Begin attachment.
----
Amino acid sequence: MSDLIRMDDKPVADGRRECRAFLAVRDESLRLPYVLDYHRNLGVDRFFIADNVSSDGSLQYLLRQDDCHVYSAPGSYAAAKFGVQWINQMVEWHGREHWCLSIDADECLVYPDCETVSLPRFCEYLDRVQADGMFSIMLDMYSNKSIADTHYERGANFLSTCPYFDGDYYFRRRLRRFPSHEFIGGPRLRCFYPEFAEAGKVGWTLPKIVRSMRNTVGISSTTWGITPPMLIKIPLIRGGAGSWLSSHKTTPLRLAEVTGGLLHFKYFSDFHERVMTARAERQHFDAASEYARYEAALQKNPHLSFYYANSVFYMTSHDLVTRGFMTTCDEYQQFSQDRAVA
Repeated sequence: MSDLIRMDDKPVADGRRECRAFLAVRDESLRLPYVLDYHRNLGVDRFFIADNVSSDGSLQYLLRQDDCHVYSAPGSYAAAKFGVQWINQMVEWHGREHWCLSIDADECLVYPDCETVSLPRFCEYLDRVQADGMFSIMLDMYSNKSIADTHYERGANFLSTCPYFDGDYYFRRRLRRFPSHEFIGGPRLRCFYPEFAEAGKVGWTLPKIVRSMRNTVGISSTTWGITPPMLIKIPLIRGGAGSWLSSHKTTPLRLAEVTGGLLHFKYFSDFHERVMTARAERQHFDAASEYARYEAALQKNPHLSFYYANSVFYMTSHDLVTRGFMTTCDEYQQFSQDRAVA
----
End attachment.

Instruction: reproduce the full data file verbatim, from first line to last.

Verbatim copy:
Amino acid sequence: MSDLIRMDDKPVADGRRECRAFLAVRDESLRLPYVLDYHRNLGVDRFFIADNVSSDGSLQYLLRQDDCHVYSAPGSYAAAKFGVQWINQMVEWHGREHWCLSIDADECLVYPDCETVSLPRFCEYLDRVQADGMFSIMLDMYSNKSIADTHYERGANFLSTCPYFDGDYYFRRRLRRFPSHEFIGGPRLRCFYPEFAEAGKVGWTLPKIVRSMRNTVGISSTTWGITPPMLIKIPLIRGGAGSWLSSHKTTPLRLAEVTGGLLHFKYFSDFHERVMTARAERQHFDAASEYARYEAALQKNPHLSFYYANSVFYMTSHDLVTRGFMTTCDEYQQFSQDRAVA
Repeated sequence: MSDLIRMDDKPVADGRRECRAFLAVRDESLRLPYVLDYHRNLGVDRFFIADNVSSDGSLQYLLRQDDCHVYSAPGSYAAAKFGVQWINQMVEWHGREHWCLSIDADECLVYPDCETVSLPRFCEYLDRVQADGMFSIMLDMYSNKSIADTHYERGANFLSTCPYFDGDYYFRRRLRRFPSHEFIGGPRLRCFYPEFAEAGKVGWTLPKIVRSMRNTVGISSTTWGITPPMLIKIPLIRGGAGSWLSSHKTTPLRLAEVTGGLLHFKYFSDFHERVMTARAERQHFDAASEYARYEAALQKNPHLSFYYANSVFYMTSHDLVTRGFMTTCDEYQQFSQDRAVA